Feeding ecology of autumn-spawned Atlantic herring (Clupea harengus) larvae in Trinity Bay, Newfoundland: Is recruitment linked to main prey availability?

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© Fisheries and Oceans Canada, Carissa Wilson and Dominique Robert, 2018.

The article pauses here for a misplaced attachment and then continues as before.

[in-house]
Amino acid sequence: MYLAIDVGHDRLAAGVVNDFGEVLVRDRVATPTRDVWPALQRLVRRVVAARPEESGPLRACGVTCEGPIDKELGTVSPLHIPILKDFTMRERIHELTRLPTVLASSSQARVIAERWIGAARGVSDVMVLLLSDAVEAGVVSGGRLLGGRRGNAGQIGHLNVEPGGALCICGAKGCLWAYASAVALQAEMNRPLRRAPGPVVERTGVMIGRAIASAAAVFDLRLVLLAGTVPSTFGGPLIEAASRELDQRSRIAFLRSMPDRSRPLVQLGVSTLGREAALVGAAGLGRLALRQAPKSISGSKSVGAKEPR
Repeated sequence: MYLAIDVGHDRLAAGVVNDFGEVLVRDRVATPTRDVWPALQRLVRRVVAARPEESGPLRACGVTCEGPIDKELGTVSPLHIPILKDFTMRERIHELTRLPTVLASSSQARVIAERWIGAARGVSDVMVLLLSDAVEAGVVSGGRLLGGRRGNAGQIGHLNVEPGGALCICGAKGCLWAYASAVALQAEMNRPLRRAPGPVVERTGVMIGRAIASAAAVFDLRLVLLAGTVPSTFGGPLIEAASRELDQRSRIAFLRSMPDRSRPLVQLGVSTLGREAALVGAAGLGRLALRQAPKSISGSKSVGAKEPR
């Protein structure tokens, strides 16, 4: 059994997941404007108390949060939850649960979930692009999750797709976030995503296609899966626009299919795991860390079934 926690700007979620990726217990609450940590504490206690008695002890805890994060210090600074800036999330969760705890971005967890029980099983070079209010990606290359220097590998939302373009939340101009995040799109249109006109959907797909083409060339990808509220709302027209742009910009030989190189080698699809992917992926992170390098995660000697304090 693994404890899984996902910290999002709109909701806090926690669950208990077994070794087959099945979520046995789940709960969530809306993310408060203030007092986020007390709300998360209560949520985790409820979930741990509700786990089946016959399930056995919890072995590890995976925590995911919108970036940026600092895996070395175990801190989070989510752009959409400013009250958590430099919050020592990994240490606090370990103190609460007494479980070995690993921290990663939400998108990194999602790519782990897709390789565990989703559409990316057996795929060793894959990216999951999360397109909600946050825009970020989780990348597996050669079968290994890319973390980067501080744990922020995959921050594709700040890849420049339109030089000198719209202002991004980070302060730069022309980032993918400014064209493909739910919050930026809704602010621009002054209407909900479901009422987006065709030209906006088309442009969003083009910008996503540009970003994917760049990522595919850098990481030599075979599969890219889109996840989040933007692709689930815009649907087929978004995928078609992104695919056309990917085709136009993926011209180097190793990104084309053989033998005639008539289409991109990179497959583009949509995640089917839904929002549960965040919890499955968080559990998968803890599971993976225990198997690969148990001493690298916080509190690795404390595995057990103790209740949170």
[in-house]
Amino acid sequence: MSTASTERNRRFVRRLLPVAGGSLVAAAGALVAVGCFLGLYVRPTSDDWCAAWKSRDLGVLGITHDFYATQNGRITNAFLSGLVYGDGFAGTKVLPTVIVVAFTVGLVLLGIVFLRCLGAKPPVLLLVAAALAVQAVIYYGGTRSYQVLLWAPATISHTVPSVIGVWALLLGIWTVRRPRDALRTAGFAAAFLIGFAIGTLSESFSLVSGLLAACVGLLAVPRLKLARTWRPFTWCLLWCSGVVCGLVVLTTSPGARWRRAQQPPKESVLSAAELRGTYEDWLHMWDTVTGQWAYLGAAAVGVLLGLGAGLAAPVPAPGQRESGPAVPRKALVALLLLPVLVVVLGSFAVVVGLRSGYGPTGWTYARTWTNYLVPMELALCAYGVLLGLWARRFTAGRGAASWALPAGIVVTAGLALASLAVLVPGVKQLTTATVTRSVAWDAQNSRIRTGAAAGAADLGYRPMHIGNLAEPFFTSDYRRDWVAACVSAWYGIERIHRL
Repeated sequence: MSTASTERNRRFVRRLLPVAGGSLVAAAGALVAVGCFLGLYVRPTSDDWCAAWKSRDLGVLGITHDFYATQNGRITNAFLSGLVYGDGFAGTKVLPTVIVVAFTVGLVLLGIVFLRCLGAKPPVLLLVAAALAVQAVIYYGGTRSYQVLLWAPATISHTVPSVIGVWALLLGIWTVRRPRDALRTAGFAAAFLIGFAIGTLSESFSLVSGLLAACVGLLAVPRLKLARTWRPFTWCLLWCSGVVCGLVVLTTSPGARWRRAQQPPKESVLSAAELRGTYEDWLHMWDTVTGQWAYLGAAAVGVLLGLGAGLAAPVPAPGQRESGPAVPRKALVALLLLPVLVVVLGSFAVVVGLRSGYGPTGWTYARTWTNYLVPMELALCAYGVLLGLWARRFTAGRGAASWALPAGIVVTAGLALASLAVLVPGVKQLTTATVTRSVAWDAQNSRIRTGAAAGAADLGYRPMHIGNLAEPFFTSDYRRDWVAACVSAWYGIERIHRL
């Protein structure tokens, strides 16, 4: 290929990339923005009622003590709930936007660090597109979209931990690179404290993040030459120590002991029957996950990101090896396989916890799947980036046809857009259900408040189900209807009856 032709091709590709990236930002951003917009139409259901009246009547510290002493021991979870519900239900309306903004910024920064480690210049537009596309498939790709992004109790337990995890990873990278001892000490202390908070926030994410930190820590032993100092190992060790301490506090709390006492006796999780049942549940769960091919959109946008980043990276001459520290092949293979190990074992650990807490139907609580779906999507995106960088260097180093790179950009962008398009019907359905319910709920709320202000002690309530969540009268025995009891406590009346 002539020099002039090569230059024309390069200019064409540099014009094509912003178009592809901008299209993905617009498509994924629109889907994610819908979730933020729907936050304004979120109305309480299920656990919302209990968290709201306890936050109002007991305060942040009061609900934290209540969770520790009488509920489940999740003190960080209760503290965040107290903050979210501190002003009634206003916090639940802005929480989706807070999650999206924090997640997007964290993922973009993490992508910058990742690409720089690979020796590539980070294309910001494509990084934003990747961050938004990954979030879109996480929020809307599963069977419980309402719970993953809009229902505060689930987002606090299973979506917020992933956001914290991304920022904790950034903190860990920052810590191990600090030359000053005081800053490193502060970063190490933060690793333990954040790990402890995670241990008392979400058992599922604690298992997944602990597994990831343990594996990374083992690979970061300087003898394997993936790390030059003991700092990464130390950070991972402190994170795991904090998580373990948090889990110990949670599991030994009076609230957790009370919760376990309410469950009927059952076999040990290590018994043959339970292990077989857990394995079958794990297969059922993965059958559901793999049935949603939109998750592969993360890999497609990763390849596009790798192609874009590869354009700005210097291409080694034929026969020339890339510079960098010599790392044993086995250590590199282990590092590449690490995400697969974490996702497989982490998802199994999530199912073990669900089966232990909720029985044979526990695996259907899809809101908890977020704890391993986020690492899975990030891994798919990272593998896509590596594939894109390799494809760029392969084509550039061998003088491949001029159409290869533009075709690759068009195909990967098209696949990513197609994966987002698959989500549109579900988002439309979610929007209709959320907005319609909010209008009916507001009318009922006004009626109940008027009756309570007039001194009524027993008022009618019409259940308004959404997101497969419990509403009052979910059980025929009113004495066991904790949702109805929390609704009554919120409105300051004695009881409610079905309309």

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0142-7873
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Abstract